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Consti. Law. Digested Cases

Consti. Law. Digested Cases

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Republic of the Philippines Congress of the Philippines Metro Manila Eighth Congress

Republic Act No. 6735 August 4, 1989 AN ACT PROVIDING FOR A SYSTEM OF INITIATIVE AND REFERENDUM AND APPROPRIATING FUNDS THEREFOR Be it enacted by the Senate and House of Representatives of the Philippines in Congress assembled:: I. — General Provisions Section 1. Title. — This Act shall be known as "The Initiative and Referendum Act." Section 2. Statement of Policy. — The power of the people under a system of initiative and referendum to directly propose, enact, approve or reject, in whole or in part, the Constitution, laws, ordinances, or resolutions passed by any legislative body upon compliance with the requirements of this Act is hereby affirmed, recognized and guaranteed. Section 3. Definition of Terms. — For purposes of this Act, the following terms shall mean: (a) "Initiative" is the power of the people to propose amendments to the Constitution or to propose and enact legislations through an election called for the purpose. There are three (3) systems of initiative, namely: a.1 Initiative on the Constitution which refers to a petition proposing amendments to the Constitution; a.2. Initiative on statutes which refers to a petition proposing to enact a national legislation; and a.3. Initiative on local legislation which refers to a petition proposing to enact a regional, provincial, city, municipal, or barangay law, resolution or ordinance. (b) "Indirect initiative" is exercise of initiative by the people through a proposition sent to Congress or the local legislative body for action.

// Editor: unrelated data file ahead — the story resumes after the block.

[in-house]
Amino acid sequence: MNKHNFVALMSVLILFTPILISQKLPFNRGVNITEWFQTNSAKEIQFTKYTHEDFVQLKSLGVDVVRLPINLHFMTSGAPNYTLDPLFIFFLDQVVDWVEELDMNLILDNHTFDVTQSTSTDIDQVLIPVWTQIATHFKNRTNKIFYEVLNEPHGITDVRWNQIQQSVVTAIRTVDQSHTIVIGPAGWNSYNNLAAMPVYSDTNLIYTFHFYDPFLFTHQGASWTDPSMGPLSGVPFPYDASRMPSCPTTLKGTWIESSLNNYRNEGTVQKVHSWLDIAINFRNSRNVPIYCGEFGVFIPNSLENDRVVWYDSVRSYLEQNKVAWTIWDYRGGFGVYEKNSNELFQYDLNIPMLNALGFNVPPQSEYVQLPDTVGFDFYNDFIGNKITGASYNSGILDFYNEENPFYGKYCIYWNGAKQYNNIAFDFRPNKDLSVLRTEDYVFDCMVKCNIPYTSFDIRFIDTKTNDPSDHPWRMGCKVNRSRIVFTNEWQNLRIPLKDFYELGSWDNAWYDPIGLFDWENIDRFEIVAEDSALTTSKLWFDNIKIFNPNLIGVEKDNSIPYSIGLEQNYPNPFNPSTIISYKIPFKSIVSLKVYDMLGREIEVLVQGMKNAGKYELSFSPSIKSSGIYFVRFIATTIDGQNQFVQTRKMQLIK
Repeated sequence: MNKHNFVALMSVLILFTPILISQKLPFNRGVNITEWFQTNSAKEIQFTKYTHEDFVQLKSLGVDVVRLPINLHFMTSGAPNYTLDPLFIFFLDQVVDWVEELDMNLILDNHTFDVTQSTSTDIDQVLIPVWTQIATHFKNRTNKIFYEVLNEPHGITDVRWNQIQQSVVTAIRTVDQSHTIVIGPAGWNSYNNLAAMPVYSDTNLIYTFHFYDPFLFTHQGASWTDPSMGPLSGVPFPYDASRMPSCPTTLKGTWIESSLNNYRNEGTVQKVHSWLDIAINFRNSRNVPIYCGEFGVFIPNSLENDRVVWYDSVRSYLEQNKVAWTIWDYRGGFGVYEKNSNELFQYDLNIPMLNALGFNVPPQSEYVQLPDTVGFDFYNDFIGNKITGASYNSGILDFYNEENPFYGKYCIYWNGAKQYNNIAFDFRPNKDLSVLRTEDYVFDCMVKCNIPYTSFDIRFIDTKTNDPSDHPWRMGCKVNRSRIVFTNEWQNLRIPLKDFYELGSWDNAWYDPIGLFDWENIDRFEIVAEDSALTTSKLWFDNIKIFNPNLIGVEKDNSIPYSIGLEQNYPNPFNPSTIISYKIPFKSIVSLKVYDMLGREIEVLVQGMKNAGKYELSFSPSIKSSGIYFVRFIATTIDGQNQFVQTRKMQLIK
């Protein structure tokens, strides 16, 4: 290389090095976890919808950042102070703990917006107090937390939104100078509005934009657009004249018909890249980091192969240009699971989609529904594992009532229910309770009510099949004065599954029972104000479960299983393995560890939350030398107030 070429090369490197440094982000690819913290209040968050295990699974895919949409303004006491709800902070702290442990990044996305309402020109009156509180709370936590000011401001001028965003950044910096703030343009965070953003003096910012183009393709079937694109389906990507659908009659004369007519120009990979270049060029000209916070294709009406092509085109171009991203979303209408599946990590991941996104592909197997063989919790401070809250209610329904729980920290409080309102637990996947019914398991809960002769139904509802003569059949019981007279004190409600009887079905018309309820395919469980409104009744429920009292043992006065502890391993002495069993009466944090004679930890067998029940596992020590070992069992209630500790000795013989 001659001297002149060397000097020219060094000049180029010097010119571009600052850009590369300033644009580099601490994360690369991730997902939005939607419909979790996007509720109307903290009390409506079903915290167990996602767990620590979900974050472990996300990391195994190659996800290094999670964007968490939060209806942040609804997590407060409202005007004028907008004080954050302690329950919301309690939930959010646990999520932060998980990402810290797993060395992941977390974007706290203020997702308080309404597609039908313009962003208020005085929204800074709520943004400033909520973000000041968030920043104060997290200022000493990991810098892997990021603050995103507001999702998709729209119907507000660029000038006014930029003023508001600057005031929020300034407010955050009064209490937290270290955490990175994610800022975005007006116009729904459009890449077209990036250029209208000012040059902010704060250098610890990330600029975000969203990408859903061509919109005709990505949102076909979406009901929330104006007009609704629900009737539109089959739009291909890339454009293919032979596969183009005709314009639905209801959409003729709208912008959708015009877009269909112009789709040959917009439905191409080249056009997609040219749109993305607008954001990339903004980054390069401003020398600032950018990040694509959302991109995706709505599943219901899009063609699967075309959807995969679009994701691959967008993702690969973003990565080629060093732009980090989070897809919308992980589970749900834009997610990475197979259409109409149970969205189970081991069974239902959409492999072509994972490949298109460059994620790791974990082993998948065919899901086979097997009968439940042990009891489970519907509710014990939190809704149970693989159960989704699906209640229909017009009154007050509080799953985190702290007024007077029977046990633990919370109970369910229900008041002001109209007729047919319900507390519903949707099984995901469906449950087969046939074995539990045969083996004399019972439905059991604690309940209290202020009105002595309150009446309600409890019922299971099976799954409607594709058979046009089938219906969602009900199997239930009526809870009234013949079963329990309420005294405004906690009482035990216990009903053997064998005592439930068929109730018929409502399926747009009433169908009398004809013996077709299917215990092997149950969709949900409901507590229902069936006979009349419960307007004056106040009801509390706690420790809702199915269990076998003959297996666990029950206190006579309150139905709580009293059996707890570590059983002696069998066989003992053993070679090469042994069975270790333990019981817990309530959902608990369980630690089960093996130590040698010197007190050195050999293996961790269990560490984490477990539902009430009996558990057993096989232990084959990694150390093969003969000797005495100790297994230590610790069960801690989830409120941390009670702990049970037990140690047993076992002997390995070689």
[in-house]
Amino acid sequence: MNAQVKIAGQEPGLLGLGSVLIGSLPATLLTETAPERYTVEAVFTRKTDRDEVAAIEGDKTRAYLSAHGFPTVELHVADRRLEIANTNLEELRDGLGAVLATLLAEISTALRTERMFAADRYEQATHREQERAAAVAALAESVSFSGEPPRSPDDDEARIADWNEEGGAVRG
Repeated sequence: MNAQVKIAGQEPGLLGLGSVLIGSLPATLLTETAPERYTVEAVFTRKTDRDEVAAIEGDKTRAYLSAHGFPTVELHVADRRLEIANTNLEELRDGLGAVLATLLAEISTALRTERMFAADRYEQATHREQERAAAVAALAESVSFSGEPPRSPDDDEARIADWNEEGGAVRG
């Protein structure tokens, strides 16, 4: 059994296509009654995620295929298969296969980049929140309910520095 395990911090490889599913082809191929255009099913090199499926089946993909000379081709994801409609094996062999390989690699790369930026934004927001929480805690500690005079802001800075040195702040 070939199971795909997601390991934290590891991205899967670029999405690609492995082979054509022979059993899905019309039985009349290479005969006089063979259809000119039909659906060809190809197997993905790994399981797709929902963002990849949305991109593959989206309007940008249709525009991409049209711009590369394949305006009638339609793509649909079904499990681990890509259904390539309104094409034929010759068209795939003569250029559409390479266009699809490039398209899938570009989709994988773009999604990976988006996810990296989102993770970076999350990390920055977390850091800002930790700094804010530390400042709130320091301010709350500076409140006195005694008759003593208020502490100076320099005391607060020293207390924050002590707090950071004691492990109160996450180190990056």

(c) "Referendum" is the power of the electorate to approve or reject a legislation through an election called for the purpose. It may be of two classes, namely: c.1. Referendum on statutes which refers to a petition to approve or reject an act or law, or part thereof, passed by Congress; and c.2. Referendum on local law which refers to a petition to approve or reject a law, resolution or ordinance enacted by regional assemblies and local legislative bodies. (d) "Proposition" is the measure proposed by the voters. (e) "Plebiscite" is the electoral process by which an initiative on the Constitution is approved or rejected by the people. (f) "Petition" is the written instrument containing the proposition and the required number of signatories. It shall be in a form to be determined by and submitted to the Commission on Elections, hereinafter referred to as the Commission. (g) "Local government units" refers to provinces, cities, municipalities and barangays. (h) "Local legislative bodies" refers to the Sangguniang Panlalawigan, Sangguniang Panlungsod, Sangguniang Bayan, and Sangguniang Nayon. (i) "Local executives" refers to the Provincial Governors, City or Municipal Mayors and Punong Barangay, as the case may be. Section 4. Who may exercise. — The power of initiative and referendum may be exercised by all registered voters of the country, autonomous regions, provinces, cities, municipalities and barangays. Section 5. Requirements. — (a) To exercise the power of initiative or referendum, at least ten per centum (10%) of the total number of the registered voters, of which every legislative district is represented by at least three per centum (3%) of the registered voters thereof, shall sign a petition for the purpose and register the same with the Commission. (b) A petition for an initiative on the 1987 Constitution must have at least twelve per centum (12%) of the total number of registered voters as signatories, of which every legislative district must be represented by at least three per centum (3%) of the registered voters therein. Initiative on the Constitution may be exercised only after five (5) years from the ratification of the 1987 Constitution and only once every five (5) years thereafter. (c) The petition shall state the following: